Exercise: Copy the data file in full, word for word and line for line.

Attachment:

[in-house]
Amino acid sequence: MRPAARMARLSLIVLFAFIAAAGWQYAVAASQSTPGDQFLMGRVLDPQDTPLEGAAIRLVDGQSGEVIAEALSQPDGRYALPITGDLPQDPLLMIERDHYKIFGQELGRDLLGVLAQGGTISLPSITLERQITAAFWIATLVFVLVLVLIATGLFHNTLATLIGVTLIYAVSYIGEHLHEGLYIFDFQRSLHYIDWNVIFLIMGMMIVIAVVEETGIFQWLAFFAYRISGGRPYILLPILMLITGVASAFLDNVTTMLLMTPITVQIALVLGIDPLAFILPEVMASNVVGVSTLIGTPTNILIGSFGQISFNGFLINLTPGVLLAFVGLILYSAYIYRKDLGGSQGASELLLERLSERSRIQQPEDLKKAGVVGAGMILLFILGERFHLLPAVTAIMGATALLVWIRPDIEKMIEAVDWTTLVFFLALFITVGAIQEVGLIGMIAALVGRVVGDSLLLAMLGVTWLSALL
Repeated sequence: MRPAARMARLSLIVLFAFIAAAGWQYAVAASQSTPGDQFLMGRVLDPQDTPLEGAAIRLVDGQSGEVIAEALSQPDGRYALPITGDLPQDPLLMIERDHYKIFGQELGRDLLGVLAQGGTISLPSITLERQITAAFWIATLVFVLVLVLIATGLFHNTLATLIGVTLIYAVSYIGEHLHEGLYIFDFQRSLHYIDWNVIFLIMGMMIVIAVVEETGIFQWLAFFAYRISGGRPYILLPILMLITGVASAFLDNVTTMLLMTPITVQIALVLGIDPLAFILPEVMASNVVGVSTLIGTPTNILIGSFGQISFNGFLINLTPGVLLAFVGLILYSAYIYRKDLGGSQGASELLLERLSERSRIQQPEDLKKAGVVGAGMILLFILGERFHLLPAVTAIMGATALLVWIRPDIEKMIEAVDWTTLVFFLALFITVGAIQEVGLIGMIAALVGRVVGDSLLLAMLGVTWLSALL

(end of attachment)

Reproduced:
[in-house]
Amino acid sequence: MRPAARMARLSLIVLFAFIAAAGWQYAVAASQSTPGDQFLMGRVLDPQDTPLEGAAIRLVDGQSGEVIAEALSQPDGRYALPITGDLPQDPLLMIERDHYKIFGQELGRDLLGVLAQGGTISLPSITLERQITAAFWIATLVFVLVLVLIATGLFHNTLATLIGVTLIYAVSYIGEHLHEGLYIFDFQRSLHYIDWNVIFLIMGMMIVIAVVEETGIFQWLAFFAYRISGGRPYILLPILMLITGVASAFLDNVTTMLLMTPITVQIALVLGIDPLAFILPEVMASNVVGVSTLIGTPTNILIGSFGQISFNGFLINLTPGVLLAFVGLILYSAYIYRKDLGGSQGASELLLERLSERSRIQQPEDLKKAGVVGAGMILLFILGERFHLLPAVTAIMGATALLVWIRPDIEKMIEAVDWTTLVFFLALFITVGAIQEVGLIGMIAALVGRVVGDSLLLAMLGVTWLSALL
Repeated sequence: MRPAARMARLSLIVLFAFIAAAGWQYAVAASQSTPGDQFLMGRVLDPQDTPLEGAAIRLVDGQSGEVIAEALSQPDGRYALPITGDLPQDPLLMIERDHYKIFGQELGRDLLGVLAQGGTISLPSITLERQITAAFWIATLVFVLVLVLIATGLFHNTLATLIGVTLIYAVSYIGEHLHEGLYIFDFQRSLHYIDWNVIFLIMGMMIVIAVVEETGIFQWLAFFAYRISGGRPYILLPILMLITGVASAFLDNVTTMLLMTPITVQIALVLGIDPLAFILPEVMASNVVGVSTLIGTPTNILIGSFGQISFNGFLINLTPGVLLAFVGLILYSAYIYRKDLGGSQGASELLLERLSERSRIQQPEDLKKAGVVGAGMILLFILGERFHLLPAVTAIMGATALLVWIRPDIEKMIEAVDWTTLVFFLALFITVGAIQEVGLIGMIAALVGRVVGDSLLLAMLGVTWLSALL